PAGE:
Sunday, March 8, 2009

Week 3 - Privacy

To successfully complete No. 3 - Privacy you must...

READ this blog post.
DO and THINK about the information in the "Learn More About" activities.
LEARN by completing the Hands On Activities, including reading the Important Tips.

Your total time commitment is about 45 minutes.

Introduction to Privacy
Everything we do online creates a transaction record. Technology makes the collection and storing of that data both easy and inexpensive. As a result, governments and companies store, process and analyze vast amounts of information from Internet users / consumers. In the U.S., it seems that privacy is the individual right of a consumer that can be traded for a benefit --- especially the free use of the Internet or an Internet service.

Consumer advocates say that online data collection and tracking is going too far. Here's an example: On your next visit to, your welcome page recommends a book based on your heart disease. You just had an EKG at your last doctor's visit. Creepy? No, it's something called behavioral marketing. It's really big!

Marketers say consumers benefit from seeing advertising that's relevant to their interests. They further contend that consumer are willing to relinguish some personal data to get free access to Internet content. After all, advertising pays for the free stuff. Here's an example: On your next visit to Facebook, you see an ad that says 40 and fat. You just had your forty birthday. You could lose a few pounds. You click on the ad to see how the person in the picture got those amazing results?

Where is the balance between data collection and user privacy? In the United States, public policies on privacy date to 1973, when the U.S. Deparmtne of Health, Education and Welfare set seminal guidelines for the fair use of computerized personal information. Advocates point out that these policies where crafted based on who you are. Today, we need to look at privacy based on more than who we are; it's also what we do.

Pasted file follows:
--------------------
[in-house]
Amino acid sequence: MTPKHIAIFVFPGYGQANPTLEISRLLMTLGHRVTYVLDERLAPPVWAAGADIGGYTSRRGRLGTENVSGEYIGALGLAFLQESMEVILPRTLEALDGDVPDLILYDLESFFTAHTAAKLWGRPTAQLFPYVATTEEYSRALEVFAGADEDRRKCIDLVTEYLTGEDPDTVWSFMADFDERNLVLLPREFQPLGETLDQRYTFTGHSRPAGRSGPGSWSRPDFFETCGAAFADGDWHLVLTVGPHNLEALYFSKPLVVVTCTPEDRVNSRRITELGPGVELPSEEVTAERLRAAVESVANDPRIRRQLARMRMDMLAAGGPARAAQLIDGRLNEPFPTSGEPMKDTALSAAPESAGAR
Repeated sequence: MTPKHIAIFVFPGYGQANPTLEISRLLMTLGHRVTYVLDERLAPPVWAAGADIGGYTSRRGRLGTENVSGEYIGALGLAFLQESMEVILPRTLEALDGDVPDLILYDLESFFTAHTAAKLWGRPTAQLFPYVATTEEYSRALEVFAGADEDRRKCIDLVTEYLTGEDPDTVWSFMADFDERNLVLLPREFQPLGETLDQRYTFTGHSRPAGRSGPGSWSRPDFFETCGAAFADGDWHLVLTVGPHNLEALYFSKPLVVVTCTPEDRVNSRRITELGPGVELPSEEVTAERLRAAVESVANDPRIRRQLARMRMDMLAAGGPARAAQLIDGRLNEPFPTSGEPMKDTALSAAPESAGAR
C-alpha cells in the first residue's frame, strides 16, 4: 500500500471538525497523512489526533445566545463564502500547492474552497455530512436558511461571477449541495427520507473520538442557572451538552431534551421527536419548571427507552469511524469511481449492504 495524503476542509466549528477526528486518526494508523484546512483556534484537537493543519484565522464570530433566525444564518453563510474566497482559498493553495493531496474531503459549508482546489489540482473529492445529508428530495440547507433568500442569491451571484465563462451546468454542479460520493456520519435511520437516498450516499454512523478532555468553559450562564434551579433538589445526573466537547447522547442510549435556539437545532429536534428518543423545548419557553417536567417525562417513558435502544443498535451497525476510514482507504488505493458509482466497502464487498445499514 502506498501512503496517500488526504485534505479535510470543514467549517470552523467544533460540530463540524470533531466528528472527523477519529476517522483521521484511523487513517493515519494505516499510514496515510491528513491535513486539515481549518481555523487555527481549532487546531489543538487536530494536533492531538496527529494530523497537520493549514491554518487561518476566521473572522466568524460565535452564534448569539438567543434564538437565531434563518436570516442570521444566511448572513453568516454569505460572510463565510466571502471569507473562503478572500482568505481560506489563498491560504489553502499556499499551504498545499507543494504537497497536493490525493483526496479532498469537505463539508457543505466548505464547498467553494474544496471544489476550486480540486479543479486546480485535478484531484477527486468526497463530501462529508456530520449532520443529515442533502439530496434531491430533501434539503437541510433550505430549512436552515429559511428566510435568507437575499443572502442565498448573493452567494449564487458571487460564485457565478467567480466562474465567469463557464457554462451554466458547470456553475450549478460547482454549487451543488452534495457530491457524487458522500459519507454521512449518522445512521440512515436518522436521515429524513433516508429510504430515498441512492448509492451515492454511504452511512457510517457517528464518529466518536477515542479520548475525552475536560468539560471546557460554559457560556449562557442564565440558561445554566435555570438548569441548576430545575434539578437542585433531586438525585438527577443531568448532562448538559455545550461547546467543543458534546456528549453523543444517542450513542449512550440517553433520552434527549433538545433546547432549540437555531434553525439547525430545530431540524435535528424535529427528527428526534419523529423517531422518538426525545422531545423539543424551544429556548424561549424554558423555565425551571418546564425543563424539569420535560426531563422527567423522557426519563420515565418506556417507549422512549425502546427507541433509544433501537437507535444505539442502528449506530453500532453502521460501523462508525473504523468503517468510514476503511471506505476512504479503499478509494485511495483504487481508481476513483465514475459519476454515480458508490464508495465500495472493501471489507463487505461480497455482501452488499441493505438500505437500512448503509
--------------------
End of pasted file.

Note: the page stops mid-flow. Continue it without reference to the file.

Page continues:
Learn More About Privacy
1. Browse the 20 page report, Online Privacy --- A Tutorial for Parents and Teachers from TrustE, a nonprofti that sets guidelines for online privacy and awards a seal of approval for companies meeting those guidelines. (Time commitment 10 - 20 minutes)
2. Go to Technorati's blog tag page --- privacy at Select one post; read it and share what you learned with your peers. (10 minutes)

Hands On Activity

1. Visit the Federal Trade Commission's web site at
2. Read about one recent case. They are often posted under the hot links. Here is an example: Sony BMG Music
3. Let a friend or co-worker about what you discovered.

Hungry for More?
1. Read the new recommendations for industry self regulations from the Federal Trade Commission at
2. Check out the privacy Coalition's web site at
3. Review the EPIC's Online Guide to Privacy Resources at
4. Share with a kid or concerned parent, the Kidz Privacy web site at
5. Keep informed! Go to the Privacy Rights ClearingHouse web site at

Sunday, March 1, 2009

Week 2 - Aggregators

To successfully complete No. - Aggregators you must...

READ this blog post.
DO and THINK about the information in the "Learn More About" activities.